Russia is spiraling closer to a historic debt default that could ripple throughout the global economy after the U.S. and its European allies hit the Kremlin with a slew of crippling financial sanctions.
Moscow's invasion of Ukraine nearly one month ago – the biggest attack on a European state in decades – elicited a raft of economic penalties from Western nations, including cutting off a key part of the Central Bank of Russia by preventing it from selling dollars, euros and other foreign currencies in its roughly $630 billion reserve stockpile.
The financial fallout has prompted credit rating agencies to downgrade their long-term debt rating for the Russian government to "junk" status, with Fitch warning that international sanctions have brought a "huge shock to Russia's credit fundamentals." It noted additional sanctions remain a distinct possibility.
Russia has grasped for a way to soften the blow: the central bank more than doubled its key interest rate to 20% in early March after some banks were removed from the Swift financial system and the West froze a significant portion of its currency reserves.
But the Kremlin is now due to pay $117 million in interest on two dollar-denominated bonds on Wednesday; if it fails to make those payments, it will be Russia's first default on foreign debt since the 1917 Bolshevik Revolution, according to JPMorgan Chase.
The Bank of Canada and Bank of England, which track global sovereign defaults, estimate the total value of government debt in default around the world was about $443.2 billion in 2020, or roughly 0.5% of world public debt.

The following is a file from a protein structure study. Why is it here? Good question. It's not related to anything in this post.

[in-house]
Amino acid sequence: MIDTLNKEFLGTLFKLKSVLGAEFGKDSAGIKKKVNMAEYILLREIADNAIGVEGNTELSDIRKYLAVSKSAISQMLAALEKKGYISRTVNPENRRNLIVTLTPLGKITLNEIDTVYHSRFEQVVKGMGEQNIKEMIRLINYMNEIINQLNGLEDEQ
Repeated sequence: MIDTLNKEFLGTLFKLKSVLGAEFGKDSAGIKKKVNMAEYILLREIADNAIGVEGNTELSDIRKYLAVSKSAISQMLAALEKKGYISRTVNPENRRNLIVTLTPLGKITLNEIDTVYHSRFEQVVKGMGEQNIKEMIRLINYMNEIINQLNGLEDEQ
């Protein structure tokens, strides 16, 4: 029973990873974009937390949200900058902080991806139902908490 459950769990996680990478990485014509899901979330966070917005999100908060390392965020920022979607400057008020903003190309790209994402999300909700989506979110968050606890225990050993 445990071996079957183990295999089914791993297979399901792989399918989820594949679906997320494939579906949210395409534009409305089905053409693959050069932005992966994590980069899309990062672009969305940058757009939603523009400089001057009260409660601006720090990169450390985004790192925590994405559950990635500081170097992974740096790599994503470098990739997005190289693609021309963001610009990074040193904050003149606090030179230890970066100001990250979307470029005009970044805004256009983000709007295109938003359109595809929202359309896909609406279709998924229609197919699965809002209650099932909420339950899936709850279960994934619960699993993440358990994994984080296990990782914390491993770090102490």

Russian Finance Minister Anton Siluanov said Monday that Moscow will repay creditors from "countries that are unfriendly" in rubles and possibly the Chinese yuan until the sanctions are lifted, with the sanctions preventing the nation from accessing its reserve of dollars and euros. The ruble has depreciated sharply since Russia attacked Ukraine. As of Wednesday morning, 107 rubles were worth $1.
He said Russia has to pay coupons on its eurobonds and has already asked Western banks to proceed with the transactions.
"Is that a default?" Siluanov asked during an interview with Russian state news. "From Russia's point of view, we are fulfilling our obligations."
Others, however, argue that paying dollar-denominated bonds in rubles constitutes a default. It is unclear whether Russia will be viewed as defaulting on its debt if it pays in rubles. Siluanov accused Western nations of orchestrating the sanctions with the intention of creating a default that "has no real economic grounds."
Kristalina Georgieva, the head of the Washington-based International Monetary Fund, said on Sunday a Russian default is no longer "improbable."
"Russia has the money to service its debt, but cannot access it," she said during an interview on CBS News.
If Russia fails to meet its obligation, there is a 30-day grace period that provides cover until April 15. But if Moscow indicates that it does not intend to pay its debt, credit rating agencies may declare Russia to be in default before the final deadline.
Russia's central bank is poised to meet again on Friday as it attempts to stave off a full-blown financial crisis.